Dunc Fisher

In 1950 the Detroit Red Wings defeated the New York Rangers in the second overtime period in the seventh and deciding game of the Stanley Cups. The game is one of hockey's classic match-ups as Detroit's Pete Babando went from unheard of skater to national hero, scoring in the the second over time to give the Wings the Cup.

However what is often forgotten about in the recollection of this classic game is that just moments earlier the Rangers had a flurry of chances to score in the Red Wings end. The best chance was off of the stick of Dunc Fisher.

Dunc, a second year right winger, sped around an exhausted Black Jack Stewart and faced goalie Harry Lumley on a breakaway. Fisher had Lumley beaten on a low wrist shot, only to ring the puck off of the post.

Moments later, Babando scored for Detroit, giving them the win, and the Cup. They say hockey is a game of inches. Had Fisher's shot been an inch over he likely would have scored and he would be a hockey hero forever etched in hockey history. Instead he is virtually forgotten about by newer generations.

Fisher, a 5'7" 170lb right wing from Regina, Saskatchewan, made his NHL debut in the 1948 playoffs with the Rangers after spending the year with the Rangers AHL affiliate. He even picked up an assist in his in his first game. Fisher would play 2 1/2 seasons with the Rangers before being traded to Boston in exchange for Ed Harrison and Zellio Toppazzini. After a season and a half in Boston, Fisher wasn't producing offensively as the Bruins had hoped, and they demoted him to the minors where he would be an AHL All Star for the next 6 seasons. His excellence at the AHL level finally earned him a shot at the NHL again in 1958 when the Red Wings traded Don Poile and Hec Lalande to acquire the high scoring minor leaguer. Dunc however failed to scored in 8 appearances and finished his career in the minors.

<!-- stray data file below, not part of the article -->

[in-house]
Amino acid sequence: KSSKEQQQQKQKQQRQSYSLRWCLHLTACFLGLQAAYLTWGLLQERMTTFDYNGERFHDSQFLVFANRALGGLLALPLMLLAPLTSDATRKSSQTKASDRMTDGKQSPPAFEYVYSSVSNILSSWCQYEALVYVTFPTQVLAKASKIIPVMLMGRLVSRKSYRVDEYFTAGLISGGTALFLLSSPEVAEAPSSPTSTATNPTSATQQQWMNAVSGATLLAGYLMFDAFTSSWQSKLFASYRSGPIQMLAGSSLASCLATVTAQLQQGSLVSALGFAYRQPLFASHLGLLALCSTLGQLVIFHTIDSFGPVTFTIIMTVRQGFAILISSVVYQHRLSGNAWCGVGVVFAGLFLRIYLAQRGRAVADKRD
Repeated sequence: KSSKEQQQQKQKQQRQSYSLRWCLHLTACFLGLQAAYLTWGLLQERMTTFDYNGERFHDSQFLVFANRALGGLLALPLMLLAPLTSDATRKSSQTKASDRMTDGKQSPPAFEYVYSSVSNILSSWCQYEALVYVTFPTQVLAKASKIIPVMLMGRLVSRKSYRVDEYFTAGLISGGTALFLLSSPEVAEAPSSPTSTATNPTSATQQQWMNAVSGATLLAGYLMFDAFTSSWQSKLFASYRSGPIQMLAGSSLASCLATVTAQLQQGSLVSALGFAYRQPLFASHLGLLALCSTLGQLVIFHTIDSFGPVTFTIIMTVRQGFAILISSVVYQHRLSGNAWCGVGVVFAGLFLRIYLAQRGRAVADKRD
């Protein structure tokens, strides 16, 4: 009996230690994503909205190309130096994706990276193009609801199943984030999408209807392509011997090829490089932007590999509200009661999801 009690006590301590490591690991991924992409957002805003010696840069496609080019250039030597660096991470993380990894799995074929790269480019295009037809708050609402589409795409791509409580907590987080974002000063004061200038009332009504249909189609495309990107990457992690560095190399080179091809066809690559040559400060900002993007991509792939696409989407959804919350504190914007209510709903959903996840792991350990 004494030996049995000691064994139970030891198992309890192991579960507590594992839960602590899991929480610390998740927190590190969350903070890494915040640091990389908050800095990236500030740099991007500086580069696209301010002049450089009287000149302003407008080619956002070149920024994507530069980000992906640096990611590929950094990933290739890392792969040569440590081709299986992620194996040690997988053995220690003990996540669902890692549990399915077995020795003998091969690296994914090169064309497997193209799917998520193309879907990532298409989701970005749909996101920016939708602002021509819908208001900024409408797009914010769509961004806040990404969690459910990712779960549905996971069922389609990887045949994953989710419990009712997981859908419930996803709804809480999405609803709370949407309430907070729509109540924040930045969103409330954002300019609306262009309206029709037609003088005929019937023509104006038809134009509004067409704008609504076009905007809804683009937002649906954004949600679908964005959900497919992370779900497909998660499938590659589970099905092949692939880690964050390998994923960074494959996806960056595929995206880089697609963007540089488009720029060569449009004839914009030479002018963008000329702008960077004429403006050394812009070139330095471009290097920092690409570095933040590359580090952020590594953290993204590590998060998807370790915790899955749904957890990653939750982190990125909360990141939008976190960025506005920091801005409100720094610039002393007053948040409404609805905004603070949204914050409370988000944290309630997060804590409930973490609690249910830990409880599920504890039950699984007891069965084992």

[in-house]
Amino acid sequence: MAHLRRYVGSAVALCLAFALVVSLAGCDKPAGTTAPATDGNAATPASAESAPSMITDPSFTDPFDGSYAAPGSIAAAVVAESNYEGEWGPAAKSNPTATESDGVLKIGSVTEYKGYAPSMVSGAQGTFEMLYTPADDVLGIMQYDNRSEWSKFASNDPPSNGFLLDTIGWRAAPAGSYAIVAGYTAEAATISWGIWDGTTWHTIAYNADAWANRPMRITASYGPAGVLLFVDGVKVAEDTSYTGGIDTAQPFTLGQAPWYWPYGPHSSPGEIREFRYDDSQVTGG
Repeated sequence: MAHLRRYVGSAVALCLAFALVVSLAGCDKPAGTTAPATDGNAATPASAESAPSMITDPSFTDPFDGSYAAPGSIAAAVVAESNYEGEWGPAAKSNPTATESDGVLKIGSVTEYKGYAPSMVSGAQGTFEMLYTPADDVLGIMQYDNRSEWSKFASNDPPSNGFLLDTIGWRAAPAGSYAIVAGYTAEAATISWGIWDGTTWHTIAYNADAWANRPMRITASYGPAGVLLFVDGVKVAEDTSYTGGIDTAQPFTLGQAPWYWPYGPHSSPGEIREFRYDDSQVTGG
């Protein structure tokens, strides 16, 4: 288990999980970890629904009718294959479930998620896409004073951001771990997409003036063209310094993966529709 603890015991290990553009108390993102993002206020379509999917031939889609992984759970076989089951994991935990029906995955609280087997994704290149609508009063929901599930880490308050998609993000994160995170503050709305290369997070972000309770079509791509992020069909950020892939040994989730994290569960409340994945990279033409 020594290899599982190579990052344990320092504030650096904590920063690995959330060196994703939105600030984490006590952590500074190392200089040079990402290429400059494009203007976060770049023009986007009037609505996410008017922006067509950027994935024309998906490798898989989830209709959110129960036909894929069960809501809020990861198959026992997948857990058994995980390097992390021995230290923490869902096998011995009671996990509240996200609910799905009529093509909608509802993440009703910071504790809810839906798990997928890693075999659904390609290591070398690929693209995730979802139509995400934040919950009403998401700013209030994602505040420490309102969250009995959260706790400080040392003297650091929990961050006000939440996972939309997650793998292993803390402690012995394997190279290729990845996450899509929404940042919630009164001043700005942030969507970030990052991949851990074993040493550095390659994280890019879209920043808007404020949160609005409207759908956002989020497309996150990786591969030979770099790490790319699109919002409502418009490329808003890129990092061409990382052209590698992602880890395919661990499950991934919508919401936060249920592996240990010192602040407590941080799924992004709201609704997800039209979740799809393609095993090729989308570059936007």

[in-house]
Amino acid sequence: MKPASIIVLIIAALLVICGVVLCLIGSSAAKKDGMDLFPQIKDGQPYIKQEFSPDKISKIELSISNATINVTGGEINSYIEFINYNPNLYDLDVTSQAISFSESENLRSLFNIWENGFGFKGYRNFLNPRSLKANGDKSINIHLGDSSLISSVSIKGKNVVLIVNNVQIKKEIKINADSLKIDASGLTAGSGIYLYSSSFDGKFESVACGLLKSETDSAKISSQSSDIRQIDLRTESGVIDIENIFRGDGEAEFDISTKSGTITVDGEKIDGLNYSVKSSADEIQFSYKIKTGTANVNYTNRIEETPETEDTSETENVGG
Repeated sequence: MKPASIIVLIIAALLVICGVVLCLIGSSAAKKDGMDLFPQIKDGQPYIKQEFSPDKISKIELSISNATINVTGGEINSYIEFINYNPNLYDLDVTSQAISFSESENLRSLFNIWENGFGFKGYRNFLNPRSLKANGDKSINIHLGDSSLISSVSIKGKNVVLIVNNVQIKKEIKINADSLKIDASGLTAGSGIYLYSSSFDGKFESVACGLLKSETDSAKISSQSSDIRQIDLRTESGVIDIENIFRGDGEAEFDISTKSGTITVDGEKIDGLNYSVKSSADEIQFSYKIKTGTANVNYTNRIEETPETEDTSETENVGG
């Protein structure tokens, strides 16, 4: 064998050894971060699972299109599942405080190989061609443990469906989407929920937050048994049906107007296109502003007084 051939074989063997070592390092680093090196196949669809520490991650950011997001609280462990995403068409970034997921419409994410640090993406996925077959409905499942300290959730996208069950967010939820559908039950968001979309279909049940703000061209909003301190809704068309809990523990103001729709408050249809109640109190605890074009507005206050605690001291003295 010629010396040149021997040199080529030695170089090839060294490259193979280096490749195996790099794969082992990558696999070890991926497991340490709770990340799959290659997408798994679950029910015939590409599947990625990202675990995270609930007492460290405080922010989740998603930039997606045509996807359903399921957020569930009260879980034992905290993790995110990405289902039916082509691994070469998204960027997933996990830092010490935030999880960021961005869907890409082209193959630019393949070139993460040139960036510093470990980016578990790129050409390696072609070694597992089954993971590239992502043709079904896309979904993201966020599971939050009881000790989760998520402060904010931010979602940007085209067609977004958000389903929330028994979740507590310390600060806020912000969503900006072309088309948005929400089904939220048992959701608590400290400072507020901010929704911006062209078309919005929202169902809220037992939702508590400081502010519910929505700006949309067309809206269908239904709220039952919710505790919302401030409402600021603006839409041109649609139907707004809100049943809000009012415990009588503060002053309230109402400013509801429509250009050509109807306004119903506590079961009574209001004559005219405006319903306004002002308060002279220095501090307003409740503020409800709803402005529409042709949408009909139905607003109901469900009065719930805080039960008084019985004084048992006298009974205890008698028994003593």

In 275 NHL games Dunc Fisher scored 45 goals and 70 assists for 115 points. He appeared in 21 games scoring 4 goals and 8 points. He was at best an average player at the NHL level. He would have became a hockey legend had he not hit the post in that Stanley Cup Finals game 7. Alas, it was not meant to be, as Pete Babando became the hero.


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